We continue to believe that aging demographics and the strength of the U.S. employer-based insurance market will continue to drive strong demand for outpatient medical care delivered in outpatient medical office facilities like ours. The vast majority of our physicians’ hospitals continue to perform very well with high volumes.

Unfortunately , we have shared today that one of our hospital management company clients experienced challenges beginning in the third quarter of 2016 which became much more acute in the fourth quarter. Foundation Healthcare, an organization that has a long history of success, beginning in 1996 and operating very strongly for almost 20 years, suffered unexpected operating losses in the second half of 2016 due primarily to lawsuits and management’s focus on a hospital investment in Houston, Texas. We had no involvement in that Houston asset. Unfortunately Foundation’s lawsuits and attention to that hospital impacted their ability to support their physician joint venture hospitals in El Paso and San Antonio, Texas that we own.

To be specific, Foundation’s attention to cash collections declined significantly in the fourth quarter. We’ve been working with Foundation and most importantly, the physician co-owners of those hospitals in San Antonia and El Paso to transition management and eventually Foundation’s ownerships in each of those hospitals.

The physician co-owners in San Antonia and El Paso continue to support the hospitals and ended 2016 and began 2017 with the strong volumes and revenues. We continue to believe, both can and will recover as both our open and operating as they have continuously for years and we expect to work through both situations positively moving forward. Nevertheless, with our commitment to transparency and appropriate accounting, we took the charges for the fourth quarter we announced today and putting the charges against the MOB foundation leases from us in Oklahoma City.

We are pleased to report, we have entered into a purchase and sale agreement for the sale of that facility, that MOB for $15.3 million, a $1.6 million gain on our current basis in that facility. While we can provide no assurance that that sale will be completed or that the there will be a successful transition of Foundation’s ownership interest in the El Paso and San Antonia surgical facilities, we are working hard with the local physicians to accomplish a satisfactory result in each location. Both El Paso and San Antonia have special legal status as grandfather physician owned surgical hospitals, which makes this particularly attractive to other hospital management companies as well physicians who seek to own such hospitals.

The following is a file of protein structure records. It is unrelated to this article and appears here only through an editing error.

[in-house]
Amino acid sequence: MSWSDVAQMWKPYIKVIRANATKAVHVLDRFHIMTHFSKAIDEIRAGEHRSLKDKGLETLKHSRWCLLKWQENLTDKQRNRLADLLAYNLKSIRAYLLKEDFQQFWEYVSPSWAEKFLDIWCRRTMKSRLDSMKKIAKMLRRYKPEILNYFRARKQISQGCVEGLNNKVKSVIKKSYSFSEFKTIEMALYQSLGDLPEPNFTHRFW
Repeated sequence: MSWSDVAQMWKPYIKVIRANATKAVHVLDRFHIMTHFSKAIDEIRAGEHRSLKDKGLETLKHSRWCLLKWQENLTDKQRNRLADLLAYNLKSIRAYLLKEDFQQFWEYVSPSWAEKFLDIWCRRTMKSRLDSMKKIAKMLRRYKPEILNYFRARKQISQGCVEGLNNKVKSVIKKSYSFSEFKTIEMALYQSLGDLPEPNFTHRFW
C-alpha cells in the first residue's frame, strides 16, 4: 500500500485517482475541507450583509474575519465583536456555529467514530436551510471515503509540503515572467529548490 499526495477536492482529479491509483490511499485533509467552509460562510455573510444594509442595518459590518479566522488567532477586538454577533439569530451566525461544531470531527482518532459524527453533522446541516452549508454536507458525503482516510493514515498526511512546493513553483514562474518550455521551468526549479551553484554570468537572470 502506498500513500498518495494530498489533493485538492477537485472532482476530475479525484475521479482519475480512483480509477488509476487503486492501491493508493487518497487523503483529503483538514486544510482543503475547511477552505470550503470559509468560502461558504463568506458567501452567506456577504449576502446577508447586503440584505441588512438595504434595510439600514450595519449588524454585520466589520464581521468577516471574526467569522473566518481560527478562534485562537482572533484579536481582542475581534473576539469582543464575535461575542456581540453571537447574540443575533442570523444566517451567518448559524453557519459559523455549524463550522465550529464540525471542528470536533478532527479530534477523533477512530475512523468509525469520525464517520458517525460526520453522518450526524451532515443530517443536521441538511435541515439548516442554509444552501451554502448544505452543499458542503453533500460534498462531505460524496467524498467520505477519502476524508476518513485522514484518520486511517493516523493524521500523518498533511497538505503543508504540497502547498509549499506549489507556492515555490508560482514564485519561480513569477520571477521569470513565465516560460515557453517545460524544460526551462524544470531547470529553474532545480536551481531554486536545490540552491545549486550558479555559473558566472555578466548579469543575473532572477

We’re excited to share much more positive news. We’ve shared with you over our three-year history our own examples of healthcare consolidation that we believe benefit the medical office real estate investments we have made. More than 10 years ago, we invested in several facilities in Bloomington, Indiana, owned by and now leased to Premier Health, a leading large multi-specialty provider group located in that community. The group announced last week that they’ve agreed to join Indiana University Health, Moody’s Aa3 rated health system, more commonly known as IU Health.

IU Health provides care through their own network of hospitals and outpatient facilities across the state of Indiana. Premier joined IU Health’s facility at Southern Indiana Physicians which includes 265 employee providers and 19 specialties including 11 primary care centers in the South Central region of Indiana. We’re very happy for Premier and the new partner with IU Health and look forward to working more closely with them, as IU Health assumes our leases as part of the transition with Premier. Mark will share more about discussions with CHI and Dignity, about an alignment for their respective organizations.

With that, I’d like to turn it over to Jeff Theiler to discuss our financial results. Jeff?

Jeff Theiler

Thank you, John.

In the fourth quarter of 2016, the Company generated funds from operations of $34.6 million or $0.25 per share. Our normalized funds from operations was $38.2 million, normalized funds from operations per share was $0.27 and our normalized funds available for distribution were $34.2 million or $0.24 per share. For the full year 2016, the Company generated normalized funds from operations of $128.5 million and normalized FFO per share of $0.98, which is roughly 7% over 2016.

As John mentioned, in the fourth quarter, we reserved $3.7 million for uncollectable rent and prepaid expenses associated with four properties, whose tenants were affiliated with Foundation Healthcare, a company that is currently undergoing a restructuring. The fundamentals underlying these assets remain strong, and we’ve had substantial interest from healthcare companies that wish to partner with the physicians in the building. We also believe however that a compression in cap rates for these assets and the quality of these facilities in markets, particularly the surgical hospitals, makes it an opportune time to put them in a disposition program and recycle the capital into newer and more strategic buildings.

In the fourth quarter of 2016, we closed on $227 million of investments at an average first year yield of 6.8%. Had we acquired all of these assets at the beginning of the fourth quarter, they would have contributed an additional $2.4 million of cash NOI. We’re seeing more acquisition opportunities than ever through both our existing healthcare system relationships as well as the more traditional marketed deals, and feel comfortable issuing full year 2017 acquisition guidance of $800 million to $1 billion, assuming stable capital market conditions.